Many people are not aware of how many students in Oregon are homeless or that it affects students of all ages starting as young as preschool age. There are also several people that are unsure how to help those in … Continue reading
Our Team theme was supporting families supporting kids for our project we decided to focus in a community project where it helps kids do their homework. We decided to do our project at Community Partners for Affordable Housing at the … Continue reading
Hello Everyone! My name is Nicole Carter, and I took Zapoura’s Educational Equity Capstone back in Winter 2011. In addition to the Capstone coursework, Zapoura had us volunteer with University Park Community Center, which was essentially my first volunteer experience. … Continue reading
Hello Capstone Class! This is Julia Kirkpatrick, graduate of Zapoura’s Capstone class in 2011. I currently work at Bridger K-8 school in SE Portland as both a direct hire “Tech Assistant” (read: K-5 technology teacher and troubleshooting slave) and a … Continue reading
Note: Casey, Krista, and Janetta all spent spring term 2013 volunteering with students at Parkrose High School in classrooms and with the SUN after school program. This volunteer work was part of their senior Capstone (Enhancing Youth Literacy) at Portland … Continue reading
Why Should We Stop Using the Term “Achievement Gap”?
I thoroughly enjoyed reading “Stand Up For Children” by Marian Wright Edelman, published in Paul Loeb’s book The Impossible Will Take a Little While. In my opinion, education is not a privilege; it is a right. It’s a right for … Continue reading
A number of teachers from Garfield High School in Seattle Washington are refusing to give students a standardized test, also known as the Measures of Academy Progress or MAP. The boycott of the exam has been over-ridden by the superintendent … Continue reading
I went to the Board Of Education meeting on Monday, Feb. 4th. I arrived early and had no idea what to expect. At about 5:45, community members that looked to be parents, children, and may be some staff of Chief Joseph Elementary came in armed with their signs of not closing the school, and like I said, had no idea what to expect, and unfortunately, I really didn’t know why they were all showing up to begin with.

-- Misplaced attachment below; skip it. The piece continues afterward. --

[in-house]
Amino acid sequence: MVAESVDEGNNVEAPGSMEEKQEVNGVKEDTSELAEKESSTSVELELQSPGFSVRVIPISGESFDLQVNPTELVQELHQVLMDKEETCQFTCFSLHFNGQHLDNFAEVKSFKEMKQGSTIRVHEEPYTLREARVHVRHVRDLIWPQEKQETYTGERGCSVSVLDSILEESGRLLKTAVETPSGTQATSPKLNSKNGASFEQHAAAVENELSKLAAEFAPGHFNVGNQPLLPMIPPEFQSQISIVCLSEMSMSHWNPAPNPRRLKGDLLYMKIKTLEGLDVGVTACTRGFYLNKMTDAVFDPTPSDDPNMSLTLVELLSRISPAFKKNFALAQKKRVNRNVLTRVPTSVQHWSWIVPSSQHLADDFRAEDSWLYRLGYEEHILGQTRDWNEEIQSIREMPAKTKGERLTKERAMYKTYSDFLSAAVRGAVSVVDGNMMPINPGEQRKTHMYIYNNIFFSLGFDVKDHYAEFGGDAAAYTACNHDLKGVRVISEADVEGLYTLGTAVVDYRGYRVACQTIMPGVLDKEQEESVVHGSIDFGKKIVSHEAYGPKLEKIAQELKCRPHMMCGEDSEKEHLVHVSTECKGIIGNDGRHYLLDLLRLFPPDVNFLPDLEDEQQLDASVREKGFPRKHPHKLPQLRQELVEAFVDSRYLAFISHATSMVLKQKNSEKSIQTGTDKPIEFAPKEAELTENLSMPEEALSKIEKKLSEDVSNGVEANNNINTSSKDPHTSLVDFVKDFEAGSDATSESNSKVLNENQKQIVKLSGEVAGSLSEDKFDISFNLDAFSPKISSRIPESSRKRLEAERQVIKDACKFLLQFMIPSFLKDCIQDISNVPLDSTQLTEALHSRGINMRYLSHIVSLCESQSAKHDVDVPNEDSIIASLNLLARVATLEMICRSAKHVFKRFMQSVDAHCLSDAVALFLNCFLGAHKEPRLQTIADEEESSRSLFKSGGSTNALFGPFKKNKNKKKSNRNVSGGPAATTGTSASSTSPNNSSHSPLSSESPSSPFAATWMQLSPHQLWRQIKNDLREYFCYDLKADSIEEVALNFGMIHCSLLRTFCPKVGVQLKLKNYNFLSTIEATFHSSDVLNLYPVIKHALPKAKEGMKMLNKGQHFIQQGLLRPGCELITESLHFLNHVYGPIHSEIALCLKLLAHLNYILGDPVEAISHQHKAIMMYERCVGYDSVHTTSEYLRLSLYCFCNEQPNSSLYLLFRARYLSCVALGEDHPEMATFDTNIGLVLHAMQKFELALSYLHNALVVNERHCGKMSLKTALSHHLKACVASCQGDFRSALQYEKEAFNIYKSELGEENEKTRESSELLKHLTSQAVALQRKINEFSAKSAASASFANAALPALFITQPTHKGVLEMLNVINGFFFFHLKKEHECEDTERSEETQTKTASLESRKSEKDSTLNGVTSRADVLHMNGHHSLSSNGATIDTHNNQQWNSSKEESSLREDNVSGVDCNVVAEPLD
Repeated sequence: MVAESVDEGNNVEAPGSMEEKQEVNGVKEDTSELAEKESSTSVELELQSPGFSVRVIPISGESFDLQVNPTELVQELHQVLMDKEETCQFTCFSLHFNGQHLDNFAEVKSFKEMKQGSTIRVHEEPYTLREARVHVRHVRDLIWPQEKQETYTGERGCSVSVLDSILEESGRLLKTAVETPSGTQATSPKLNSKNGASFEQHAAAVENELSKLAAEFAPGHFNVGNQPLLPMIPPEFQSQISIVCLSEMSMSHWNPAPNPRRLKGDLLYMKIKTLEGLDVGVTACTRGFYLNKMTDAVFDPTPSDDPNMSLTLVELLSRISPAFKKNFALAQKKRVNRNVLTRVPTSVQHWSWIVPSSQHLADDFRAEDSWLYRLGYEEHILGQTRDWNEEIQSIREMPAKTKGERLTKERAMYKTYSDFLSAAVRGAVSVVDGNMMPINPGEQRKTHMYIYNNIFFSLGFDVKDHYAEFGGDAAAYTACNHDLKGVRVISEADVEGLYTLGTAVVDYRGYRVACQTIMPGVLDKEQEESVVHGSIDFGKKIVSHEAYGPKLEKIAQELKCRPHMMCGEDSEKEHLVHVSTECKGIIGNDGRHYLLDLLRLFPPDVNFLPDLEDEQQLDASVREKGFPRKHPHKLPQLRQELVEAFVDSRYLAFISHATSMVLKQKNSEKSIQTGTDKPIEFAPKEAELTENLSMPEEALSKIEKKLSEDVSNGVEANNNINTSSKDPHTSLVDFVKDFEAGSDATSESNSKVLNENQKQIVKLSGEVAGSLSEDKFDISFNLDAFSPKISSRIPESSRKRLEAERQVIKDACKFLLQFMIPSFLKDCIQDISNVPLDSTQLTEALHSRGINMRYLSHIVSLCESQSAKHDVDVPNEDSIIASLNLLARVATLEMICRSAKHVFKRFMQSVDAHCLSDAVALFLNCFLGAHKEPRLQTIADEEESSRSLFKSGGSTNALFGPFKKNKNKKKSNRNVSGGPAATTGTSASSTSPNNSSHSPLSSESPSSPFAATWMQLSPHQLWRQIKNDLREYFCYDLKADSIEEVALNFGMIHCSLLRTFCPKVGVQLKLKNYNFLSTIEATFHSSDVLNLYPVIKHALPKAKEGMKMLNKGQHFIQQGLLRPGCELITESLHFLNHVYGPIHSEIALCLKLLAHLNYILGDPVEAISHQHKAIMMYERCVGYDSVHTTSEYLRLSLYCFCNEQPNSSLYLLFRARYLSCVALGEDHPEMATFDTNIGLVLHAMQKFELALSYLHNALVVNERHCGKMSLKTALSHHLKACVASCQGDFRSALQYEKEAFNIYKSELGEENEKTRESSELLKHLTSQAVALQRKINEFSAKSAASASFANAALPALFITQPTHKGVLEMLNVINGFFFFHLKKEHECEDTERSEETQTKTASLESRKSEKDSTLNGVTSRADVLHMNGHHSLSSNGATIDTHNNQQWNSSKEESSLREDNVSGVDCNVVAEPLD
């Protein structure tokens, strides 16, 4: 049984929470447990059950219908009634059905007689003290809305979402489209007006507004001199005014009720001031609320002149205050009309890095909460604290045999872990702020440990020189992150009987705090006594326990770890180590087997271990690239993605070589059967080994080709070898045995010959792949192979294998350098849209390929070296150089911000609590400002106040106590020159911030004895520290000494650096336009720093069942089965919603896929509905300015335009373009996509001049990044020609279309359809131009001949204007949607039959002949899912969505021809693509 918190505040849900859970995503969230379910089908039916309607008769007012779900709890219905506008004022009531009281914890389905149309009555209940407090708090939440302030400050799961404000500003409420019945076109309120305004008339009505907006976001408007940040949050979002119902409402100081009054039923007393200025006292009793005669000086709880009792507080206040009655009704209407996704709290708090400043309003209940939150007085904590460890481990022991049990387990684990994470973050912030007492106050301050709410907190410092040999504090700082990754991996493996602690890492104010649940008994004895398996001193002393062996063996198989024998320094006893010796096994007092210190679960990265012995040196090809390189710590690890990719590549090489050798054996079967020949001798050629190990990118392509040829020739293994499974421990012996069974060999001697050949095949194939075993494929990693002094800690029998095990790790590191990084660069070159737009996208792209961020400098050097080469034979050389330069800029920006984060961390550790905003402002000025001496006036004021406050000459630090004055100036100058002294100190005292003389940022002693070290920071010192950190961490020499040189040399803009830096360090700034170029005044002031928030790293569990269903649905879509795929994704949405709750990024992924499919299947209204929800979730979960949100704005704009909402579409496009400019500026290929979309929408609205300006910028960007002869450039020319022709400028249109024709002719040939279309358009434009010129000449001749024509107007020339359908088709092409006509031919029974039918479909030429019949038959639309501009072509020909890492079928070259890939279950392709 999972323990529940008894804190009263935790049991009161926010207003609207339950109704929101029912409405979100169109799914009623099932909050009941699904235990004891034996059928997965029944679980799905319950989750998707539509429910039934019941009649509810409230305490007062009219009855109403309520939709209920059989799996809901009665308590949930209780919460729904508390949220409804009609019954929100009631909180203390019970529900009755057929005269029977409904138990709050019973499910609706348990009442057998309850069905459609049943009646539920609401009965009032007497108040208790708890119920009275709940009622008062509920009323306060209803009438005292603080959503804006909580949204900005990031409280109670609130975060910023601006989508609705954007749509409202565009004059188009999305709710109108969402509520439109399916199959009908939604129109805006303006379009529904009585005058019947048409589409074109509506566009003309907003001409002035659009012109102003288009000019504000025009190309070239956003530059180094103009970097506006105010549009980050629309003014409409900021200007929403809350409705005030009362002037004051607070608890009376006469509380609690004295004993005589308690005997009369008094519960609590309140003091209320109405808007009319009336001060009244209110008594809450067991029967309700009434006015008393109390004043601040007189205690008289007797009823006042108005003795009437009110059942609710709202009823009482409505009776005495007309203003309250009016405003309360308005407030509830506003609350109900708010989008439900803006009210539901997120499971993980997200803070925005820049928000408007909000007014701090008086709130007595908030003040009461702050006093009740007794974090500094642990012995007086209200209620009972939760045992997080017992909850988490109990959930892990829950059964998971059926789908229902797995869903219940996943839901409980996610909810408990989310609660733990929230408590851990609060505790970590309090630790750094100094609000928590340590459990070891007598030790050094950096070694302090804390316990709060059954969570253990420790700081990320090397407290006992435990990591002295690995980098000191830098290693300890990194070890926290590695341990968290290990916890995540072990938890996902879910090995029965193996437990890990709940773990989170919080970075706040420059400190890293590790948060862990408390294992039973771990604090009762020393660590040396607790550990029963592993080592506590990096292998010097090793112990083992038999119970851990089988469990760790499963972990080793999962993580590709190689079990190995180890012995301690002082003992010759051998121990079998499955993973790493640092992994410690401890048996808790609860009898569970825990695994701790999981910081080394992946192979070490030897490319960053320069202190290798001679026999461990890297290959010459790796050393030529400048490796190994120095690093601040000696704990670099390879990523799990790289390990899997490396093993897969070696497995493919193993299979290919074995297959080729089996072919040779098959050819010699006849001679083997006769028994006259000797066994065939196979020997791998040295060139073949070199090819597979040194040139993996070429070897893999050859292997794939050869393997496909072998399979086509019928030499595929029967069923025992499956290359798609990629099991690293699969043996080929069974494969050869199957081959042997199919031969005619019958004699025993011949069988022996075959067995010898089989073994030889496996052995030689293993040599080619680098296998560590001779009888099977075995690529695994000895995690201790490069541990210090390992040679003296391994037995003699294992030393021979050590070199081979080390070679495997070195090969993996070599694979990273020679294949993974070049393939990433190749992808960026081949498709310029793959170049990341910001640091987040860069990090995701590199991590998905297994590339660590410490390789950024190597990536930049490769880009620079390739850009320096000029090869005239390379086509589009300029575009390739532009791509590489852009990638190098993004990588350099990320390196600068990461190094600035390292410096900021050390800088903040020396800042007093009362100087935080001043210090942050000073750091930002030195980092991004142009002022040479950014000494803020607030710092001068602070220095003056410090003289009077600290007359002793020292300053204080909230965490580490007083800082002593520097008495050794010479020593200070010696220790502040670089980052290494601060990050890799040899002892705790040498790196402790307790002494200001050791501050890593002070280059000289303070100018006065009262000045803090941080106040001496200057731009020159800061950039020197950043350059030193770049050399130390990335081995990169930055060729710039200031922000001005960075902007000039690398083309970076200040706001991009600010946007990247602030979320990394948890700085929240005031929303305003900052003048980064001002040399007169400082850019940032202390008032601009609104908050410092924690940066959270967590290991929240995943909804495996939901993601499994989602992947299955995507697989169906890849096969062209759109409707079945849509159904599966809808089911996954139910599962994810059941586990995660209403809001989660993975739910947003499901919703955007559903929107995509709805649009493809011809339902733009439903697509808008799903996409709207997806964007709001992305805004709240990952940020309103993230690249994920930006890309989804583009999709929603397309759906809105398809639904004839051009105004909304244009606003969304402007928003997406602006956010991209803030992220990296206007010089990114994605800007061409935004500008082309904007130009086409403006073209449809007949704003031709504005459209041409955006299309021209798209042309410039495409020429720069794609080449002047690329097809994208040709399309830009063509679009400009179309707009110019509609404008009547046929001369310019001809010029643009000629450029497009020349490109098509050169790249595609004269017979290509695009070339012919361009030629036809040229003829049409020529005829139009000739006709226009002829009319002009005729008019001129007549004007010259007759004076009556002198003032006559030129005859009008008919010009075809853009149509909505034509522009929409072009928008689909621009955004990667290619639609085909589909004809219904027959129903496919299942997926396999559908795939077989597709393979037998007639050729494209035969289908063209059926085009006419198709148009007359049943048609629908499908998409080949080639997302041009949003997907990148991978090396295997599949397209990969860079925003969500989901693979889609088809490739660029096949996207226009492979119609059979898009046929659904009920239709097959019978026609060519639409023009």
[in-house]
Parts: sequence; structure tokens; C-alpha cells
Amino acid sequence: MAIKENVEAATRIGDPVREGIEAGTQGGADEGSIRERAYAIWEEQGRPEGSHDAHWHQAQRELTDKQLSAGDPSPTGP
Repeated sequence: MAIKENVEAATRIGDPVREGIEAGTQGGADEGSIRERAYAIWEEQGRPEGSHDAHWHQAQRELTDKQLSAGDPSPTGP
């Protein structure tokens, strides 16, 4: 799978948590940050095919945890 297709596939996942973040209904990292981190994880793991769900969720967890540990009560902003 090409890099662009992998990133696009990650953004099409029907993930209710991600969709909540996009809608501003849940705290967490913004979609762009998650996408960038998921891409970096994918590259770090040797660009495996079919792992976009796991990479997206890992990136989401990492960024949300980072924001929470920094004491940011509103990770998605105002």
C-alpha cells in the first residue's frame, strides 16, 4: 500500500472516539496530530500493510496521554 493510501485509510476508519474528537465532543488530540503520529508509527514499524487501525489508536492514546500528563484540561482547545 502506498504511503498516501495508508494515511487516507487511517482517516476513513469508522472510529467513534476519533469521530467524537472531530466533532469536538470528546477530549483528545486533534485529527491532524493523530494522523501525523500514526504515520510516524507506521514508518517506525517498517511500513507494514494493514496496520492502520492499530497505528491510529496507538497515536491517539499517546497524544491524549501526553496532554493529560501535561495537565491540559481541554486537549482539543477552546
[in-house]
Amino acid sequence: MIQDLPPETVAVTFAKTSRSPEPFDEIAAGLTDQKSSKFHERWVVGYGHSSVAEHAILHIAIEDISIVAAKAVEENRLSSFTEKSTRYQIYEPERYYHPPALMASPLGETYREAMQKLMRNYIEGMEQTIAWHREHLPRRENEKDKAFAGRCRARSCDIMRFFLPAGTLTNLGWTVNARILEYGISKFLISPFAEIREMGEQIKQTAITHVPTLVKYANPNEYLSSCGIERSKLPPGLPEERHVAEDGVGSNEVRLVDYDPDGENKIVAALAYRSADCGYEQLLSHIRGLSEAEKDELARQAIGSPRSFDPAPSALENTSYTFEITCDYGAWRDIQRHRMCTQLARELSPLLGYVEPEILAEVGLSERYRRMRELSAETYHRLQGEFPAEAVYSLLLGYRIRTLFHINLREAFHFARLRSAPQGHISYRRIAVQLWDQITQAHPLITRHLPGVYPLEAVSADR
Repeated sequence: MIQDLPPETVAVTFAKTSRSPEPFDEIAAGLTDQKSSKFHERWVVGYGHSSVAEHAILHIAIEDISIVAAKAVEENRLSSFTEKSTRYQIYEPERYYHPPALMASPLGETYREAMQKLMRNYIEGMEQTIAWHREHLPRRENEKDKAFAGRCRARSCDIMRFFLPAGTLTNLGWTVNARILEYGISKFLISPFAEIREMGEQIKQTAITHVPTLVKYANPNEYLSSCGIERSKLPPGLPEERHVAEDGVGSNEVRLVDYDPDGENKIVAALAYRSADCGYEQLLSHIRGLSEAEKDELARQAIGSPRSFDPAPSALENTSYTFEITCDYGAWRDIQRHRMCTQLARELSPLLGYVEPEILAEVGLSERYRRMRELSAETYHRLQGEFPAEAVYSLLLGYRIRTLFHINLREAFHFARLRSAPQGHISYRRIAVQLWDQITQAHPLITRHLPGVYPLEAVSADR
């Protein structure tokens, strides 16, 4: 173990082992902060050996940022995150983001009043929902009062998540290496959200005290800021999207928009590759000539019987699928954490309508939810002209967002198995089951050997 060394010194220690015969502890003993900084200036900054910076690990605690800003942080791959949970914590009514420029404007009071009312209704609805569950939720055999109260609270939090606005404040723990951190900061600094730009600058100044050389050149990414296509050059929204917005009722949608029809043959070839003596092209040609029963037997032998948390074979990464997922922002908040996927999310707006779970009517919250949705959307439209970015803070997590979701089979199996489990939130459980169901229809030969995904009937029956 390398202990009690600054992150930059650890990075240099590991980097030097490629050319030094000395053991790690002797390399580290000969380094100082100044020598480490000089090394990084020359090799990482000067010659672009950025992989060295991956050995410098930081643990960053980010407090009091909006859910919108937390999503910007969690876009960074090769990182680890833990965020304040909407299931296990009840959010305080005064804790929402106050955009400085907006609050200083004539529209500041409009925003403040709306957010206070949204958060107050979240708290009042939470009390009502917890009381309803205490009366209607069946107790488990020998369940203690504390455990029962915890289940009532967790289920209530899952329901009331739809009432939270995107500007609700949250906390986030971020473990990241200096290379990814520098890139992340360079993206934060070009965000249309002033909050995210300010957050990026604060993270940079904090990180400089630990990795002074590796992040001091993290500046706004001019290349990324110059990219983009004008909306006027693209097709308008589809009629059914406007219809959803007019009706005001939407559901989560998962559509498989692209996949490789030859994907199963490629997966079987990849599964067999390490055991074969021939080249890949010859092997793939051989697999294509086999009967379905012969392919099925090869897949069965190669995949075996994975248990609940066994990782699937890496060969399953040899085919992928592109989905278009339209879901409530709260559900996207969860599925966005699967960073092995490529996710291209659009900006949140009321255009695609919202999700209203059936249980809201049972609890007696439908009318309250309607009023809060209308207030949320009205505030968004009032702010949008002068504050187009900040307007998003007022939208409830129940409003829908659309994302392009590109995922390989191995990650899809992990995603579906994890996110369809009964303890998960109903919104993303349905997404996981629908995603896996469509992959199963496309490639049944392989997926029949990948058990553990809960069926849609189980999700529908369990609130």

The meeting was called to order at 6:00. The speaker then called for public comment. Four people went up. Three of them addressed their concerns for the closure of Chief Joseph Elementary. Once the public comment concluded, superintendant Smith disclosed her proposal in dealing with various issues which included proposals for boundary changes district wide, and looking at enrollment and transfer policy, and also addressing the enrollment stability in the Jefferson cluster. The reason for public concern for Chief Joseph closing is that the school is currently facing over enrollment issues. Superintendant Smith recommends that over time merge Chief Joseph to one campus on Ockley Green. The importance of strengthening neighborhood schools and trying to figure out why families are transferring out to different schools may be one reason why enrollment has been affecting this area. Because the district faces over enrollment and under enrollment in some school is why they need to take action. Schools need enough children to continue to exist and perform. “When a school has the target number of students, they qualify for more resources and teachers. That prevents turnover and creates an atmosphere wherein teachers and parents are invested” (http://www.oregonlive.com/portland/index.ssf/2012/10/chief_joseph_elementary_parent.html).
Here is a link that shows the different kinds of classification of schools
There are still some opportunities that the community can get involved and have their voices and concerns heard. On Saturday, February 9th, from 10 am to noon at Jefferson High School Auditorium, they will be a public hearing about enrollment options. Community has to sign up in advance to testify.
Another opportunity will be held on February 11th at 6 pm at 501 N Dixon Street to meet about enrollment options, and the public will have 45 minutes for public comment.
February 25th at 6 pm is when the Board will vote on the superintendant’s recommendations.
Here is the link for the School Board meeting that was held on February 4th : http://www.pps.k12.or.us/departments/tv-services/6442.htm. I really didn’t think I’d get much out of going to a board meeting, but I was wrong. We are all capable and have an opportunity to have our voices heard about a topic that we feel strongly about. Not saying that the voices will be heard and or have any effect, but at least it’s out there. The community of Chief Joseph Elementary definitely won’t give up, and for sure will be seen advocating for their children in upcoming public comment sessions. As for myself, I am curious to what the Board will either support the proposal, reject, or come up with something of their own. Regardless, children will be affected by this, and hopefully their decision will benefit and not hurt the children.